Burning Man 2013

24 August - 2 September 2013. Filed under category Travel.

The obvious benefit of being geographically independent is that you are free to be wherever you want to be, and every year when Burning Man rolls around, there is no other place I’d rather be than Black Rock City. For those new to the site may want to check out my Burning Man Guide to know why.

I’ll keep the writing short this year to give more space for the pictures and videos that, beautiful as I hope them to be, still can only convey a small fraction of the bewildering beauty that is Burning Man.

If you don’t know what Burning Man is, I recommend that you first read my Guide to Burning Man and the Ten Principles of Burning Man before reading this more personal reflection on my burn, 2013.

The Crew

Dixy, Vagina and Don

Dixy, Vagina and Don

Four happy campers piled into the Sin Wagon (our monster RV). There was of course Don and I. Our normal companion Jamison couldn’t make it this year. Last year’s new addition, Sylvia a.k.a. Vagina, came along again and brought along her boyfriend, Dixy.

The ride up to Black Rock City was uneventful apart from my debut as the driver of the huge RV and the trailer. I was terrified, but managed to not kill myself, my friends or anyone else.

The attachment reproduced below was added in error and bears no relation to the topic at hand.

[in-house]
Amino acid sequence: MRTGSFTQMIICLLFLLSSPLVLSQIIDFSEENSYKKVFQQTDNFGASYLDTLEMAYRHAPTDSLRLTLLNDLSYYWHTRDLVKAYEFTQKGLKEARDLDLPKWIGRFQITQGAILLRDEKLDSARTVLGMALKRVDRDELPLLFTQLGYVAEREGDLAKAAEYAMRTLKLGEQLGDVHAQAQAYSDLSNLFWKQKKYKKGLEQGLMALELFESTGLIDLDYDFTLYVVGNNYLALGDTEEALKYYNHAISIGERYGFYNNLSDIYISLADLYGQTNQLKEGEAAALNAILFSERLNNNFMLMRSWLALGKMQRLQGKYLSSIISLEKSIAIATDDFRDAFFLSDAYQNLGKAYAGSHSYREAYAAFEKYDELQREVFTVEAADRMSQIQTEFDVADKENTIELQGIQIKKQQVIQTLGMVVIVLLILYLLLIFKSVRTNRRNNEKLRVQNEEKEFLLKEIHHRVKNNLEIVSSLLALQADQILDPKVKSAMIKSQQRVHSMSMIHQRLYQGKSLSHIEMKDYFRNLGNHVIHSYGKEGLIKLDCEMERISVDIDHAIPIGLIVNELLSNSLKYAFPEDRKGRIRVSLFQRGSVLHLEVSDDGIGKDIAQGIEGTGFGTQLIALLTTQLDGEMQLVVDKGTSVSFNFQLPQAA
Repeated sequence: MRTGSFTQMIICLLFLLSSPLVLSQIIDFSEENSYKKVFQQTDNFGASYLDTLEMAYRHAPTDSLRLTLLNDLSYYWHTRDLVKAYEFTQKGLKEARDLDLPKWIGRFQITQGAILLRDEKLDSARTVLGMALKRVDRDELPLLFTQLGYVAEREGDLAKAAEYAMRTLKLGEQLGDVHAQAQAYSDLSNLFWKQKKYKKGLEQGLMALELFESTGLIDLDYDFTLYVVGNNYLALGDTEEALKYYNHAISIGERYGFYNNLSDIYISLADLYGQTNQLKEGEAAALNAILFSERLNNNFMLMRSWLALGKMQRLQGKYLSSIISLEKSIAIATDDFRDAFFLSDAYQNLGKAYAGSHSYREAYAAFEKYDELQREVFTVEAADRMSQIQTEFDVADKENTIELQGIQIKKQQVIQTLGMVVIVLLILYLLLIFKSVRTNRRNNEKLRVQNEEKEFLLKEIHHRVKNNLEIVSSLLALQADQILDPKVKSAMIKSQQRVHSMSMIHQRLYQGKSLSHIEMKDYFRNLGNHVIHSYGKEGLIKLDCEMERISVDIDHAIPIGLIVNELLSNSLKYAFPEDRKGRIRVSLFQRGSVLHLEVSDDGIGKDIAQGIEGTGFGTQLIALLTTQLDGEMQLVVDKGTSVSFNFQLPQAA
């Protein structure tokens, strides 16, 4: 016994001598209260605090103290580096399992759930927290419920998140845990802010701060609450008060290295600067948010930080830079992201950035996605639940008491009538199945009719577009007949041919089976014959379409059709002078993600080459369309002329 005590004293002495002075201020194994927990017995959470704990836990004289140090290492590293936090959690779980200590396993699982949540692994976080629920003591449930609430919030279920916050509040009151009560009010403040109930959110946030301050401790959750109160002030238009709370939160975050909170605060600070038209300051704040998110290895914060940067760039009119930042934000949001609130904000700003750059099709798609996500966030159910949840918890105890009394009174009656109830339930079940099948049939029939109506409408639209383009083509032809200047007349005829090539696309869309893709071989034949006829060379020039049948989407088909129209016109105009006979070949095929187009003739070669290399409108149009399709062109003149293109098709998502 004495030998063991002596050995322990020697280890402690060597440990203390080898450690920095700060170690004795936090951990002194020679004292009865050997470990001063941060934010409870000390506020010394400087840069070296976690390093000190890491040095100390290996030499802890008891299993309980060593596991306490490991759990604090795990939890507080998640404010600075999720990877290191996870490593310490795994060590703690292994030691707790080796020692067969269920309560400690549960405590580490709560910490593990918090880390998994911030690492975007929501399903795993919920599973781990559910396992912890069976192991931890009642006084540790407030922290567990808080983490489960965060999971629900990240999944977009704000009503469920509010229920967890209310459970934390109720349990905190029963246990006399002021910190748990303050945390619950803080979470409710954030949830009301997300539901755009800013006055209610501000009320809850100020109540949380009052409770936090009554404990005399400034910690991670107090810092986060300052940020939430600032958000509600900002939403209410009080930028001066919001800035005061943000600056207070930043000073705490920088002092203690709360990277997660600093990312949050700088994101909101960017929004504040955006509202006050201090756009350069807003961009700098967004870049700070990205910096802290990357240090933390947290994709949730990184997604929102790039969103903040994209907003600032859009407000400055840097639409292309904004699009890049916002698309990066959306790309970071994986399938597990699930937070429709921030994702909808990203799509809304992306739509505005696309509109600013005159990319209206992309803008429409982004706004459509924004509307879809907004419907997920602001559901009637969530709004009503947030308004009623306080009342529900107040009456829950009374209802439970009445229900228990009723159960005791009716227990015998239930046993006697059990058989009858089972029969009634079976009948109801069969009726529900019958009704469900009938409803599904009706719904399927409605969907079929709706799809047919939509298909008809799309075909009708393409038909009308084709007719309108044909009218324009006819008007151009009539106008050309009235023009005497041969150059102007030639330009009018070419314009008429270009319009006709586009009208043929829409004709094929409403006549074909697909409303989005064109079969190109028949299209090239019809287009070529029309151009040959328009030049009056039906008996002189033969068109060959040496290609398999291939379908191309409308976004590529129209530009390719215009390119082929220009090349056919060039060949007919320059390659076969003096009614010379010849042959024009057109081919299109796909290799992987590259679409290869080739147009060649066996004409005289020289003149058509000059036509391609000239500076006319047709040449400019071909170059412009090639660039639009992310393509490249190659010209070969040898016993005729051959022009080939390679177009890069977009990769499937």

The Engagement

Dixy popped the question (in the Sin Wagon) and Vagina said yes! They met two years ago at Burning Man, and two years was all it took! Hip hip hurrah! Congratulations!

The Cock

Don being mighty proud of his Black Rock Cock

Don being mighty proud of his Black Rock Cock

Once again, we erected the Black Rock Cock, a dick-shaped shelter in the deep playa, far away from the main city. Like last year, we left a journal in the cock for people to write their hearts upon, and Dixy added a couple of doodling books as well.

The cock is always fun to build, and it feels good to bring something to Burning Man which so many find such great joy within.

The Burns

The burning of the Man and the Temple this year was the best burns I’ve ever seen. The structures burnt fast and blazingly. No slow burn here! There were also some pretty impressive burnings of one-off art pieces, prime among them the Church Trap, a huge rabbit-trap like structure in the shape of a church.

The Game

Playing flamethrower-guitarr hero!

Playing flamethrower-guitarr hero!

One of my most memorable experiences at Burning Man this year was the guitar hero game in the playa. The image was projected onto a screen and the whole system was hooked up to five flamethrowers, so when you hit a note right, flames shot up from behind the screen! I played my nomadic theme song, ‘Wherever I may roam’ by Metallica. Loved it!

The Doubts